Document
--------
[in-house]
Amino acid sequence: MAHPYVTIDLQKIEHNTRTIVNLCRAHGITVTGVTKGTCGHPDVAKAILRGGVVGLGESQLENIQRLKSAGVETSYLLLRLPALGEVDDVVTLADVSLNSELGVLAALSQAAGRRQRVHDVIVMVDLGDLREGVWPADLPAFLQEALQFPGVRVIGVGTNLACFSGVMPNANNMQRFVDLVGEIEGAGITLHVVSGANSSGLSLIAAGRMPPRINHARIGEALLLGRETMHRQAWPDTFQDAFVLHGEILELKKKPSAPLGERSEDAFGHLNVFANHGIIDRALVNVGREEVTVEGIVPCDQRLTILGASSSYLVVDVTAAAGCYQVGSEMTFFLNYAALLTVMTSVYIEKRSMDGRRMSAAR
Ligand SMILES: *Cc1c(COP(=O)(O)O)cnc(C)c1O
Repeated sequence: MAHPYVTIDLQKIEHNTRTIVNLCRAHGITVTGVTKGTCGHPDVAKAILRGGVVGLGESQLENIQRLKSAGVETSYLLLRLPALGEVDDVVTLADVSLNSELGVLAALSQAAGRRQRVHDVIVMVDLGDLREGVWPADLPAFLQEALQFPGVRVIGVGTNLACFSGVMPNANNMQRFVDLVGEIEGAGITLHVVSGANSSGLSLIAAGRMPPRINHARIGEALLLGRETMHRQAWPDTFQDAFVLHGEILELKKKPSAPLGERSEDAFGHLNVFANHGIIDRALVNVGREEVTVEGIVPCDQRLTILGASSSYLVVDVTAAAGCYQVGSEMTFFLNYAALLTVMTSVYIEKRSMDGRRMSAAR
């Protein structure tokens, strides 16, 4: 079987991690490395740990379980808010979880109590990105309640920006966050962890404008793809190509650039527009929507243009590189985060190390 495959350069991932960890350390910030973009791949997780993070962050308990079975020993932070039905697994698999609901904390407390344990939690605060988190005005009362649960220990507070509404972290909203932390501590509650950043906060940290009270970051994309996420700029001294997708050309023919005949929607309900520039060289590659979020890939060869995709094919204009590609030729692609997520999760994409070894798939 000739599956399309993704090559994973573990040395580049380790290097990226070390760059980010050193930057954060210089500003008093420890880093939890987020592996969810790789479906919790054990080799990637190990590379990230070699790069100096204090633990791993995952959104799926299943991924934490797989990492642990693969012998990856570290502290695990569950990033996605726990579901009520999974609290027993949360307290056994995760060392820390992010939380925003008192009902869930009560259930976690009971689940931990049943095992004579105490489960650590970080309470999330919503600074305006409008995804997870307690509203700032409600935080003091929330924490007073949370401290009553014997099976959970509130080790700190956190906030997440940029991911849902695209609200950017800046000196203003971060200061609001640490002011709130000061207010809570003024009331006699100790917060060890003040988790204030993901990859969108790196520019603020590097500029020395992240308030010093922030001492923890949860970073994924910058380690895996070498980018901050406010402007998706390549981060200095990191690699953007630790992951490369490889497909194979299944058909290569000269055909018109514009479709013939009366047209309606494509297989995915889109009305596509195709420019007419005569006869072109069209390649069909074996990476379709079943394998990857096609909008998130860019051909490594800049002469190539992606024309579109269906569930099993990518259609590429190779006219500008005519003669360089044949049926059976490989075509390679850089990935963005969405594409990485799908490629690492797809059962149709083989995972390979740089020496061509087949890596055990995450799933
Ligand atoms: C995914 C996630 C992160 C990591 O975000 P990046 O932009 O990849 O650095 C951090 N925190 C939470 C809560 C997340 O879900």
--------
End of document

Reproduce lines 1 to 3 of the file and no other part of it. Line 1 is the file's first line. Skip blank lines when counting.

[in-house]
Amino acid sequence: MAHPYVTIDLQKIEHNTRTIVNLCRAHGITVTGVTKGTCGHPDVAKAILRGGVVGLGESQLENIQRLKSAGVETSYLLLRLPALGEVDDVVTLADVSLNSELGVLAALSQAAGRRQRVHDVIVMVDLGDLREGVWPADLPAFLQEALQFPGVRVIGVGTNLACFSGVMPNANNMQRFVDLVGEIEGAGITLHVVSGANSSGLSLIAAGRMPPRINHARIGEALLLGRETMHRQAWPDTFQDAFVLHGEILELKKKPSAPLGERSEDAFGHLNVFANHGIIDRALVNVGREEVTVEGIVPCDQRLTILGASSSYLVVDVTAAAGCYQVGSEMTFFLNYAALLTVMTSVYIEKRSMDGRRMSAAR
Ligand SMILES: *Cc1c(COP(=O)(O)O)cnc(C)c1O